12 Aug 2020
“The difference is that a photographer takes a picture of reality, while I try to create a new reality. In my work, I create new environments and sculptures. During my time at the visual academy in Madrid, I was not only focused on photography. It is a bit too narrow for me. Sometimes my work doesn’t even involve a camera."
“Chaotic, haha. I like to get out of my comfort zone and challenge myself as much as I can. both visually and conceptually.”
“Not as much as you might think. I never do any retouching, and when I do postproduction I usually work together with RGB Berlin and Studio Wolfram. They know how to make everything look exactly how I want it."
“To be honest, Madrid didn’t bring me that much. So when I was done, I was kind of stuck and didn’t know what to do with my life. I started traveling around and assisted some photographers in Paris and London before I had the idea to go back to school. That really changed me and the way I approach my work. The freedom of the Rietveld Academy as well as the city of Amsterdam made me fall in love with my work again.”
“I’m teaching at a couple of academies in Madrid and I do workshops abroad. Mostly about the boundaries between commercial work and art. I think that’s the most important discovery: if you look at recent developments, the distinction between art and commerce has pretty much evaporated. Beyond that, I try to make future generations aware of what’s going on in the world and the systems that lie behind it. Movements like feminism and antiracism are things I value and I think they are important for an artist to acknowledge. I’m not trying to impose my views on them, but the work you make reflects your ideas. A great picture is not just a pleasant thing to look at, it should have an impact.”
“Absolutely. The work is so much about who you are and where you position yourself. I think I create in an intuitive way so I can’t really have distance from my work. Because I’m in the middle, I can’t step out of it so far.”
“Somehow my work became quite object-oriented in the last few years. That grew organically. I shoot many still lifes because you don’t need a big budget to make them. But I wouldn’t say that I’m a still life photographer at all. Lately, I´ve been doing fashion and documentary as well. That variety is what I love most. If you look at the great artists in history, they don’t follow one straight path or genre at all. It also excites me to flip the anachronic hierarchy of genres. Still lifes are still being undervalued if you compare it to animal painting, landscapes, genre, portraits, and history paintings.”
“I live in one of those gentrified neighborhoods of Madrid, and I am lucky enough to have a place where I can both work and live. We chatted with Paolo and Olaf, and we tried to brainstorm about ideas. I tried to figure out what I could do in the limited space and time we had. I invited two friends who live nearby, we ordered some props, and had some fun. One of the things I love about my work is the collaborative process. That’s why I live in Madrid, I can work with the people I trust.”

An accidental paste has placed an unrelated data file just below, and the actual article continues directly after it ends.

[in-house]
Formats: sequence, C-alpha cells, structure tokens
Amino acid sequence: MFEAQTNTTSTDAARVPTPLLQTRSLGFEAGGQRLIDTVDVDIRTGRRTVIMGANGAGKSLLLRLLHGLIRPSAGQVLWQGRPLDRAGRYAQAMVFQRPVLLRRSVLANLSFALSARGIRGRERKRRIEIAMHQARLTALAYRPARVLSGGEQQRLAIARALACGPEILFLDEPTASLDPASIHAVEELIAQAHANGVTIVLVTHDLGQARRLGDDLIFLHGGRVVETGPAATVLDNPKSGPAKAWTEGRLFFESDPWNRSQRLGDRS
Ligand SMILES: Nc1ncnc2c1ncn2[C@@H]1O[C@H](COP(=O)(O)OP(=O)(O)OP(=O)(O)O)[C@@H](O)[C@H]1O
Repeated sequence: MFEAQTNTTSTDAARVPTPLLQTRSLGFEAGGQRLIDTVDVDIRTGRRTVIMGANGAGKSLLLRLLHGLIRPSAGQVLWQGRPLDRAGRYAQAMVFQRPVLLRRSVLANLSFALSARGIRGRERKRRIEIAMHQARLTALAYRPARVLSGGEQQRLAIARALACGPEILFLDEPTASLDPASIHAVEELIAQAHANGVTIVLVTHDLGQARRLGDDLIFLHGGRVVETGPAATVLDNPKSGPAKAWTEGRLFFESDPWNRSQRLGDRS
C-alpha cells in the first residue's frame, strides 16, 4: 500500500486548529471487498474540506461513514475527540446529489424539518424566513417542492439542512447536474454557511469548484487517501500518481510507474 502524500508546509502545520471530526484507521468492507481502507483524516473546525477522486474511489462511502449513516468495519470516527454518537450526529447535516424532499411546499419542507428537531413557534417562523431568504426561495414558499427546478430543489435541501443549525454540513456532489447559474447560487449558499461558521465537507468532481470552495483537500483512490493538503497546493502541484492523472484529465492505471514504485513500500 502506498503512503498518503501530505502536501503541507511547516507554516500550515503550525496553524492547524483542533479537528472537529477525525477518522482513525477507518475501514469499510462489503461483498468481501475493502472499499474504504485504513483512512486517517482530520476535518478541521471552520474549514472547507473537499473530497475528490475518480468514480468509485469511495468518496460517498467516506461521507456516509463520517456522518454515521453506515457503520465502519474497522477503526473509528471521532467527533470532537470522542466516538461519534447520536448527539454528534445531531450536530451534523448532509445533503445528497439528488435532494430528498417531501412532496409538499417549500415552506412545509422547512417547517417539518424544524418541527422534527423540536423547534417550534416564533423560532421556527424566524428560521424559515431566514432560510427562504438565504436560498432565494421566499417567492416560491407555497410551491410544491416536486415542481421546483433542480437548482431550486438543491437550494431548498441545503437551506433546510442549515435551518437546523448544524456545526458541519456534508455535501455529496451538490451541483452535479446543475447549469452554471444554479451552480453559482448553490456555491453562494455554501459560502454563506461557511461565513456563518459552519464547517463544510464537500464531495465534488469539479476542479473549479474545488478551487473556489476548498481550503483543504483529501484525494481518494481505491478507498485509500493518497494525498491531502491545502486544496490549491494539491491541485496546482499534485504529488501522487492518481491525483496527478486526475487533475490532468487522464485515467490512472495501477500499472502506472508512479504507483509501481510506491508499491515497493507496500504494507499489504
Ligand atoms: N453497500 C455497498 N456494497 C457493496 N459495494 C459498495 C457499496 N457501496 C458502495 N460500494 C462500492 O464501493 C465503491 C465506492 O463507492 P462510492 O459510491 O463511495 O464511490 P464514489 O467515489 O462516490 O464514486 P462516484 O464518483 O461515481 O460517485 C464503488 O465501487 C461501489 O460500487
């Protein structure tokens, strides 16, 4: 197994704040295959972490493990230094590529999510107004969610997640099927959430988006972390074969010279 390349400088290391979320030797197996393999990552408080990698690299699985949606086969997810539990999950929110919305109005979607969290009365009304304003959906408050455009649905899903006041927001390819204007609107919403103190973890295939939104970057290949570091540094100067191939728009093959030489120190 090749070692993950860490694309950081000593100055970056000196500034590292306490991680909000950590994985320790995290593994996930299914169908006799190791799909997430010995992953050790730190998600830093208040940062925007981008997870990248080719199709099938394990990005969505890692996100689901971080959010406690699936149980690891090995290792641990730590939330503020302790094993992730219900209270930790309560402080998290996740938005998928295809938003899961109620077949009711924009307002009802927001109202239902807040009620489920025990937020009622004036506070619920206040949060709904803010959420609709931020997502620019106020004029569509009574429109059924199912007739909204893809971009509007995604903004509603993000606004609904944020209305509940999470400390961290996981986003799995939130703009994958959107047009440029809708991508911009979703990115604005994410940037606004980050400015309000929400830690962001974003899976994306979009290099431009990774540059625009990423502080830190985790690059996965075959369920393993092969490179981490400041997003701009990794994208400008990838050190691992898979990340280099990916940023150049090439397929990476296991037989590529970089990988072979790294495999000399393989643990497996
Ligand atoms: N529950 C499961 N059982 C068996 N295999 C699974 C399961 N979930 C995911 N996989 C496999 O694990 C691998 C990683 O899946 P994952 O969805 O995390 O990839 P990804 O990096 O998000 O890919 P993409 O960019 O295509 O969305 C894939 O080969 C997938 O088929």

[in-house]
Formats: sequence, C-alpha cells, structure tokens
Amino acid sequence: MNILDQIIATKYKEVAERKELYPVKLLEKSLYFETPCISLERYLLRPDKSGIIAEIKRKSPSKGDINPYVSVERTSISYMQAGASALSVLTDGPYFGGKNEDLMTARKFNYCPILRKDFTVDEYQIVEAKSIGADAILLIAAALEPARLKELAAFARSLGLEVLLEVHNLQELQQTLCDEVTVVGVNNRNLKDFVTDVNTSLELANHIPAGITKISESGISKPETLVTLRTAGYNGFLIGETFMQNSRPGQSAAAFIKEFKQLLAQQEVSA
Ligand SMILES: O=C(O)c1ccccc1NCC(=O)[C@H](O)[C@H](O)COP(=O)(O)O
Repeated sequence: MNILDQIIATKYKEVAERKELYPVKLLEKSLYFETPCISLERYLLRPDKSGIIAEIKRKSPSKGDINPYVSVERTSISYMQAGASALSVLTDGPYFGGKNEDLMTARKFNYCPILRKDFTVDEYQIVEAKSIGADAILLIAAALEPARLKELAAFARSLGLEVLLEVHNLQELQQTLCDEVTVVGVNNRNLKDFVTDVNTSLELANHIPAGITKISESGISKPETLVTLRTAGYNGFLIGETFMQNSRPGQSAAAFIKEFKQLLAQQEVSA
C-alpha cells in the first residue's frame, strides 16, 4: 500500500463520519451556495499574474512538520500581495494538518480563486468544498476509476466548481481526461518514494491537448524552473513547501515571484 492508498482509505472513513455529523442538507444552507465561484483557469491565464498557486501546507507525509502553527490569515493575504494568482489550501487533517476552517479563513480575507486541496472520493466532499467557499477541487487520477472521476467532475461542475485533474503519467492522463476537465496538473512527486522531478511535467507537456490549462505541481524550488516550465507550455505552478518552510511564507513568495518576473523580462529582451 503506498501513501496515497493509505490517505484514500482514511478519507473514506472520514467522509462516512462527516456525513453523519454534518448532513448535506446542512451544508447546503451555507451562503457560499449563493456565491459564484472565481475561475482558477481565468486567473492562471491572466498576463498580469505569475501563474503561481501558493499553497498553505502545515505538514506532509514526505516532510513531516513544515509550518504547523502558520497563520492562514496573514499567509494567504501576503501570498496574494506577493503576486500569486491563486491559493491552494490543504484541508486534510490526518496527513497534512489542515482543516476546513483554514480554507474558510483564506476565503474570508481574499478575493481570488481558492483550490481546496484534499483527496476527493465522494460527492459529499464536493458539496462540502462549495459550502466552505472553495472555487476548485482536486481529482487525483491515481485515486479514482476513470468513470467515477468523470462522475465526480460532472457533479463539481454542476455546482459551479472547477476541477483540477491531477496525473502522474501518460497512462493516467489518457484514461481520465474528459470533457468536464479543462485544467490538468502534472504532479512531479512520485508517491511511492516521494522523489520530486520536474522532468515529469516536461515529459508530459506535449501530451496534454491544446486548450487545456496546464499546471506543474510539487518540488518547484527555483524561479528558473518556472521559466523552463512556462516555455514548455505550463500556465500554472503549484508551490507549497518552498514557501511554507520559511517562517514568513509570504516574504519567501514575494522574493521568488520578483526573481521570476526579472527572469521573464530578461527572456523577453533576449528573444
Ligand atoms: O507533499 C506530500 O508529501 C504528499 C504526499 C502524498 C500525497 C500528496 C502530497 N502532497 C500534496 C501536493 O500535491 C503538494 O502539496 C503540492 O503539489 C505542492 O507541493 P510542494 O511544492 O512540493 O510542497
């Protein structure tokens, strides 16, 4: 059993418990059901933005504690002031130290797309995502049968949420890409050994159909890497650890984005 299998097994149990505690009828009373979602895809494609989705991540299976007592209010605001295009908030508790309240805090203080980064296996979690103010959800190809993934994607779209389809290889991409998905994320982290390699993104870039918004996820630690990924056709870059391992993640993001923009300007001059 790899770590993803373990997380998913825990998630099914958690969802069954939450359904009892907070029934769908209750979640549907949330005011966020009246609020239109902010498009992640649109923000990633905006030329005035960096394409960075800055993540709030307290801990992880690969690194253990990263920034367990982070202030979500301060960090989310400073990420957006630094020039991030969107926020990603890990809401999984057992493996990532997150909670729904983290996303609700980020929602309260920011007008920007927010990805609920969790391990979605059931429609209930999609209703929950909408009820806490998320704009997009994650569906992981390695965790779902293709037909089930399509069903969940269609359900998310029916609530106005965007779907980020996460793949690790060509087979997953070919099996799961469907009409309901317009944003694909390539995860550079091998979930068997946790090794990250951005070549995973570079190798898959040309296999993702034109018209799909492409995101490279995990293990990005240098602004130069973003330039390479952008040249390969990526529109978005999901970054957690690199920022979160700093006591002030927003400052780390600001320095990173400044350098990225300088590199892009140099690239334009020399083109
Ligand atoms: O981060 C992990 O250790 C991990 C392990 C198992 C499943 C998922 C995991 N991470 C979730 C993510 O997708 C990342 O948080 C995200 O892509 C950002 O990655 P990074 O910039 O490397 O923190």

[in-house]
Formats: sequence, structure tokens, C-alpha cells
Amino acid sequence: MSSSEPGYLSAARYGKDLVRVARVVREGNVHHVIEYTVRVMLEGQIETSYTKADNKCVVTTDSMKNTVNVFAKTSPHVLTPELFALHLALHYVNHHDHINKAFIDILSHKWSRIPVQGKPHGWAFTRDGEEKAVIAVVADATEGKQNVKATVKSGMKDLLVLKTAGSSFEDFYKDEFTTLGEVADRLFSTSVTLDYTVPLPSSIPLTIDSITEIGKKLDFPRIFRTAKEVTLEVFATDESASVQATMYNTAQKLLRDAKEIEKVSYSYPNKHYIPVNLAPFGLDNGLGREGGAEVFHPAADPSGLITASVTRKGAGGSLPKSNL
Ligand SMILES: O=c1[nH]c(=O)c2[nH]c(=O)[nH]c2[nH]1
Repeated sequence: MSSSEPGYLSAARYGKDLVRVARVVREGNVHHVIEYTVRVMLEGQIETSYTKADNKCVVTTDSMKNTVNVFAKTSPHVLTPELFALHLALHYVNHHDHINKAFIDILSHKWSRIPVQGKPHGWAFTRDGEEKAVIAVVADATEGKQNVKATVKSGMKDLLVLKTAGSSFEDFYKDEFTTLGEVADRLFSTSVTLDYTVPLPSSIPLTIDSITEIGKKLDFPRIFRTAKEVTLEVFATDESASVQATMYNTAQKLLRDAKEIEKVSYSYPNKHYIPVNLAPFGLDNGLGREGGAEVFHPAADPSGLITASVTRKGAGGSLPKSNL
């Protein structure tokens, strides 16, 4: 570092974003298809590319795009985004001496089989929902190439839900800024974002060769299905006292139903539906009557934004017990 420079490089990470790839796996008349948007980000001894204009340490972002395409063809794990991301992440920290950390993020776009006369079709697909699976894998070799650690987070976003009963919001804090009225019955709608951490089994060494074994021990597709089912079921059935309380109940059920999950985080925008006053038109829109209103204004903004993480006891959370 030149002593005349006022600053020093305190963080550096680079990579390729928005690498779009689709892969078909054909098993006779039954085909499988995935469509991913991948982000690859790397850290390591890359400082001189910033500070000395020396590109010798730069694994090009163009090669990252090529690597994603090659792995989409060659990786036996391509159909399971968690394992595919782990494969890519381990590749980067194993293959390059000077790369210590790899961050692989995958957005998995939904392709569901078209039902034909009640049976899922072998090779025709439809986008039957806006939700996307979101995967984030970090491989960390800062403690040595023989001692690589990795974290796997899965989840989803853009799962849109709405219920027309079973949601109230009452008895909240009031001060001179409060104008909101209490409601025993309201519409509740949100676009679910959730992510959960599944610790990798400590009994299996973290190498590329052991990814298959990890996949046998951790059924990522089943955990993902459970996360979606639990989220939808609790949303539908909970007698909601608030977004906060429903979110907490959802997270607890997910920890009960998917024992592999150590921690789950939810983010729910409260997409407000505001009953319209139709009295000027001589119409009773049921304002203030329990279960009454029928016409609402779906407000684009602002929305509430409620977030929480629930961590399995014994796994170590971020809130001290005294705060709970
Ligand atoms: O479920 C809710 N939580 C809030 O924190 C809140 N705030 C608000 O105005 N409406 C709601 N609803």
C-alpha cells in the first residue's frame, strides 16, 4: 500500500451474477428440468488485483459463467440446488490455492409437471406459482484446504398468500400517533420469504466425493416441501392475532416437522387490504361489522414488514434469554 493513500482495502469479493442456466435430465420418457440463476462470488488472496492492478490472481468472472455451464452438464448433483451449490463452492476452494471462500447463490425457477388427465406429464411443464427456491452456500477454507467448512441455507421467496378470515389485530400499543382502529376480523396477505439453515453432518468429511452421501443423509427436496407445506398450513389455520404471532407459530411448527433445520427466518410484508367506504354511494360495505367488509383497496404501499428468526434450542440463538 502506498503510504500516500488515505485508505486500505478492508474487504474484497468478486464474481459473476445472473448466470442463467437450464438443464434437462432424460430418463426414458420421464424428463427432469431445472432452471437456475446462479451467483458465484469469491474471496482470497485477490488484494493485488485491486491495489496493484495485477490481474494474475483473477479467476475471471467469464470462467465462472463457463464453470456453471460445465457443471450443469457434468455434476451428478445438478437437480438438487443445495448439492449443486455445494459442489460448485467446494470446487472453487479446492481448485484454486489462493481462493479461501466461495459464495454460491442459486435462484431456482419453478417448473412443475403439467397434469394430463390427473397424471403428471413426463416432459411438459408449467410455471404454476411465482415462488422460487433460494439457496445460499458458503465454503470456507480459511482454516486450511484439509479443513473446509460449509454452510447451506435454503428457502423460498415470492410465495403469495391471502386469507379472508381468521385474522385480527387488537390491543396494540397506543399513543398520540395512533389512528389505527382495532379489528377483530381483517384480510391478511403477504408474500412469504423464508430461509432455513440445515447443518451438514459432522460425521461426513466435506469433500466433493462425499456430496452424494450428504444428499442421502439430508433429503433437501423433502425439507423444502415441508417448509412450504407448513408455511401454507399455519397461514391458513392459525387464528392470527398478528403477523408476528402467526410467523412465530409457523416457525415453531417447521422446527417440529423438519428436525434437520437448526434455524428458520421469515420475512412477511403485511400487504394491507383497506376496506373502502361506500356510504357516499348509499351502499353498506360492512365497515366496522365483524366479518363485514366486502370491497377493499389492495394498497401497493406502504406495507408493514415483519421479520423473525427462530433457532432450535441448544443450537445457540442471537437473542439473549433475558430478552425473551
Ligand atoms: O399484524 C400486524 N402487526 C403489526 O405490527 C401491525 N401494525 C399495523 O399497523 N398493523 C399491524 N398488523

“I was mostly at my studio and I rarely went out. I don’t follow the news that much either, so a lot of things went by me. Workwise it was an interesting time. Because I don’t need huge sets or teams, I was able to still do a lot of work. I did a story for the latest issue of Wallpaper magazine, which I haven’t seen yet because all the shops are still closed, and I just did a story for Amazing - Closing Ceremony, my favorite magazine from Shanghai.”
“My friends! We’ve gone on zooms and walks while having a lot of good conversations during the quarantine. Sometimes until deep in the night. Both stupid jokes and deep conceptual thinking. This is something we already did before quarantine, but during times like these, you come to realize how important these things are.”
04 Dec 2020
“Yes, since I was very small I had always wanted to be a fashion designer. I told my mom, but she always told me I can't make a living from it. So, her and my dad, they more or less forced me to study to be a doctor. When I had some of my first biology classes where we had to dissect a piglet and find out how it died, I had to throw up or stand outside the classes. Still until today, I can’t look at needles. It's very strange because I work in fashion, but every time I see a needle I almost have to faint. Knowing I wasn't going to be a doctor, my parents were convinced I had to do something like law. So, I went to business school and after one year I was like, ‘no, this is also not me’. Finally, I went to fashion school and I was like, ‘this is me’ and they could see that it really made me happy."
“Actually, I never had an urge to work in a specific fashion direction. It’s the creative process that I enjoy. It suits the way my mind works. I have worked in semi-couture and with all sorts of different types of materials and fashion. But I think it all changed the moment I met the Head of Design of G-STAR in the Amsterdam Airport – the legendary denim master, Pierre Morisette. He literally ran after me at the airport to ask me where I bought the jeans I was wearing. They were jeans that I had designed myself and made at a factory in Italy. He was like, ‘Oh, I love them. You have to come and work for me.’ and almost a year later I quit my job in Italy and joined him at G-STAR. I was there for 13 years."
PHARRELL X G-STAR
“I do! They are in a box somewhere. Every time I’m cleaning and I find them I always think, ‘No I’m going to keep these’. I must say I’m a little bit of a collector."
“I’ve actually been decluttering my whole wardrobe lately. I really enjoy getting rid of stuff. It feels like a relief. But instead of throwing it out, I have started reselling them. I like the idea that some of the clothes I have can have new owners and can actually be used again properly. So, I don’t keep clothes, I prefer to only collect denim. Most are old jeans, but if I see one special pair I’ll keep them. It’s super nerdy sometimes, like for example, the other day I saw some denim pieces from a Levi’s series called Type 1. The concept involves a heavy stitching with 1-1.5 cm in between the stitches. It's technically more advanced as they may have been stitched by heavy-duty sewing machines and the designs are bolder and more outstanding than classic and authentic jeans. These pieces are from the 90’s and from a special capsule. That’s the type of thing that I like to keep. It's not for wearing or trying, my collector’s pieces are often too big because they are men’s jeans. It’s just for me to study."